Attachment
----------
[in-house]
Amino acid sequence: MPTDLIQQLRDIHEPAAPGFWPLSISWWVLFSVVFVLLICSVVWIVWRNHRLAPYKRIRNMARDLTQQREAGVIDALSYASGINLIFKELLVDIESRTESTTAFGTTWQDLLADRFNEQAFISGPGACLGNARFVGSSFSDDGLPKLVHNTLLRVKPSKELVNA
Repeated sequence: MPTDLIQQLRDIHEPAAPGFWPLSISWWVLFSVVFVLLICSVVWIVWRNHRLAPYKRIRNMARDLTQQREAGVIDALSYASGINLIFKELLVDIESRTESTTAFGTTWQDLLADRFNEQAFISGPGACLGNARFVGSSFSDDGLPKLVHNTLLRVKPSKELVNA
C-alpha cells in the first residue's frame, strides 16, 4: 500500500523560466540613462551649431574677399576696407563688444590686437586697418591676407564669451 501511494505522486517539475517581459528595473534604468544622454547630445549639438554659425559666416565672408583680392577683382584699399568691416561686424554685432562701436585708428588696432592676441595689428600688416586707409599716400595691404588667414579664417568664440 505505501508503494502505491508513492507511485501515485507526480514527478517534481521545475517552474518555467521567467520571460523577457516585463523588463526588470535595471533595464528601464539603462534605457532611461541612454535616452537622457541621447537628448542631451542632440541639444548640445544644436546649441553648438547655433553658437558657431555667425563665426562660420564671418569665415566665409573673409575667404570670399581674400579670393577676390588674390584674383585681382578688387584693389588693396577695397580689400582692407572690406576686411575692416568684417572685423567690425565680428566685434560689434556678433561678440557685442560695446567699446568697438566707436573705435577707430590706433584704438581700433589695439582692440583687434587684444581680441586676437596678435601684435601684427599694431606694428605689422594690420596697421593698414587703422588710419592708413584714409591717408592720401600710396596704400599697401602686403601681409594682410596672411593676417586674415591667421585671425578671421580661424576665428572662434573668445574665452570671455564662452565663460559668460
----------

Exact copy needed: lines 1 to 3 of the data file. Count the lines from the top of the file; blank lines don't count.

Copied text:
[in-house]
Amino acid sequence: MPTDLIQQLRDIHEPAAPGFWPLSISWWVLFSVVFVLLICSVVWIVWRNHRLAPYKRIRNMARDLTQQREAGVIDALSYASGINLIFKELLVDIESRTESTTAFGTTWQDLLADRFNEQAFISGPGACLGNARFVGSSFSDDGLPKLVHNTLLRVKPSKELVNA
Repeated sequence: MPTDLIQQLRDIHEPAAPGFWPLSISWWVLFSVVFVLLICSVVWIVWRNHRLAPYKRIRNMARDLTQQREAGVIDALSYASGINLIFKELLVDIESRTESTTAFGTTWQDLLADRFNEQAFISGPGACLGNARFVGSSFSDDGLPKLVHNTLLRVKPSKELVNA